The drug addiction epidemic is one of the biggest health problems our country is facing.  As criminal defense lawyers, we have a front row view of how this epidemic is affecting the community here in Sangamon County, Morgan County, Montgomery County, Macon County, Menard County and all of the surrounding area.  People–our neighbors, friends, colleagues, siblings, cousins, parents, children–are dying or surrendering large portions of their lives to drug addiction every day.  And while politicians wrangle and posture about whether a drug addiction is an actual illness that should be covered by health insurance (it is and should be), and how much marijuana someone has to have on their person before it becomes a felony (why should it ever be?), old, punitive laws remain on the books, and insufficient funds are directed to treatment facilities and programs for those affected by this epidemic.  For our clients, this typically means that they have committed some illegal act in furtherance of their addiction or because they are actually under the influence at the time of the crime, and are looking at the very real possibility of an extended stay in the Illinois Department of Corrections.

Shipping people with a drug or alcohol addiction to the Department of Corrections, in addition to being costly, does not solve the problem.  Labeling someone with a drug or alcohol addiction as a “felon” and making it that much harder to find employment and move forward with their lives upon their release does not help cure their illness, and in fact can make it worse.

Frequently, part of a criminal defense attorney’s job is to get everyone on board with what the best treatment alternatives are for the client.  And by everyone, we mean everyone: the State’s Attorney, the judge, the parents, the spouse, the children, and (most importantly) the client himself.  If the client is in Sangamon County, this can mean a sentence to Drug Court.  It can mean a sentence to TASC Probation, First Offender Probation, or Second Chance Probation.  It can mean an agreement that the client will engage in intensive drug counseling as part of another disposition.

Traffic tickets.  Almost all of us have been pulled over at one time or another for some alleged traffic violation and ended up with a traffic ticket.  For some people, what starts as a routine stop for a minor traffic violation ends up becoming an arrest for a more serious violation, such as DUI, drug charges, or gun/weapon possession offenses.

It is important to know your rights if you are pulled over for any alleged traffic violation.  To that end, we have compiled a list of 10 things you should know if you are stopped by the police in central Illinois.  In addition to this list, you can also review the instructional video produced by the FBI Field Office for the Springfield, Illinois Division regarding how to conduct yourself during a traffic stop.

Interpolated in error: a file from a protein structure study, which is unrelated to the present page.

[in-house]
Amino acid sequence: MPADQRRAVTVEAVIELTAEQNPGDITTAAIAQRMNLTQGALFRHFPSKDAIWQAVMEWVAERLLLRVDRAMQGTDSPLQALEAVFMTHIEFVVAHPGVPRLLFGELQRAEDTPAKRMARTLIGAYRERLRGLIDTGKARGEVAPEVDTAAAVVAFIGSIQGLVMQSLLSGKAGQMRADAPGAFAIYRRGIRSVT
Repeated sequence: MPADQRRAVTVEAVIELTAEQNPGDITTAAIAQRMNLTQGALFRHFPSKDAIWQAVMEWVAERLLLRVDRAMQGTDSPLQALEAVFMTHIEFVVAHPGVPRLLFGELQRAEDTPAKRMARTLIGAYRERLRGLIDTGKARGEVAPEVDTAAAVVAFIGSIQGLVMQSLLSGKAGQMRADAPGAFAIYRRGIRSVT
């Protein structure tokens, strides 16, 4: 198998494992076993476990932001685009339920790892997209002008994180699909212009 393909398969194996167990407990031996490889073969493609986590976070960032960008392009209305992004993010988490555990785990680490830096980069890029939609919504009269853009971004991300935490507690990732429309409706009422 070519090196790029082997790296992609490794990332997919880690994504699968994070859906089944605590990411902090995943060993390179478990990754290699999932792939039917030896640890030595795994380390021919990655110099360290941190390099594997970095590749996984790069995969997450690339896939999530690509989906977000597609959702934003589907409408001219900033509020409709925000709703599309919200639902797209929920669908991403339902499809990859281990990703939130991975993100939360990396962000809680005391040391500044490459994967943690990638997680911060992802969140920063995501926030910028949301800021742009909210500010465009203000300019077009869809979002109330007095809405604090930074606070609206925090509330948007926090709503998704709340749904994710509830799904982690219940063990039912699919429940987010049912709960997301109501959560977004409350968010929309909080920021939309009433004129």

10 Things You Should Know:

Welcome to our blog.  We are criminal defense lawyers in located in Springfield, Sangamon County, Illinois.  Here we hope that you will find a place to learn about issues facing criminal defendants and criminally accused individuals in Sangamon and the surrounding counties including, Logan, Morgan, Cass, Macon, Montgomery, Menard, and Christian to name a few.

It is our intention to use this blog as a teaching tool for you –  our clients – and the family members and friends of our clients, in order to help the average citizen understand the criminal justice system and process.  We also hope that this blog will help those accused of crimes in central Illinois to understand and know their rights during the investigation process.

It is fitting that the inspiration for our first blog post is the seminal case of  Miranda v. Arizona.  Most Americans (at least the ones that have spent any amount of time watching television) have heard the Miranda warnings before: You have the right to remain silent, if you give up that right, anything you say can and will be used against you in a court of law.  You have the right to an attorney, if you cannot afford an attorney, one will be provided for you at no expense.  If you decide to answer questions now, you can stop at anytime and ask for a lawyer before you answer further questioning.  And the investigating officer always (or almost always) concludes the recitation of these rights by saying: “knowing and understanding these rights as I have explained them to you, are you willing to answer my questions without an attorney present?”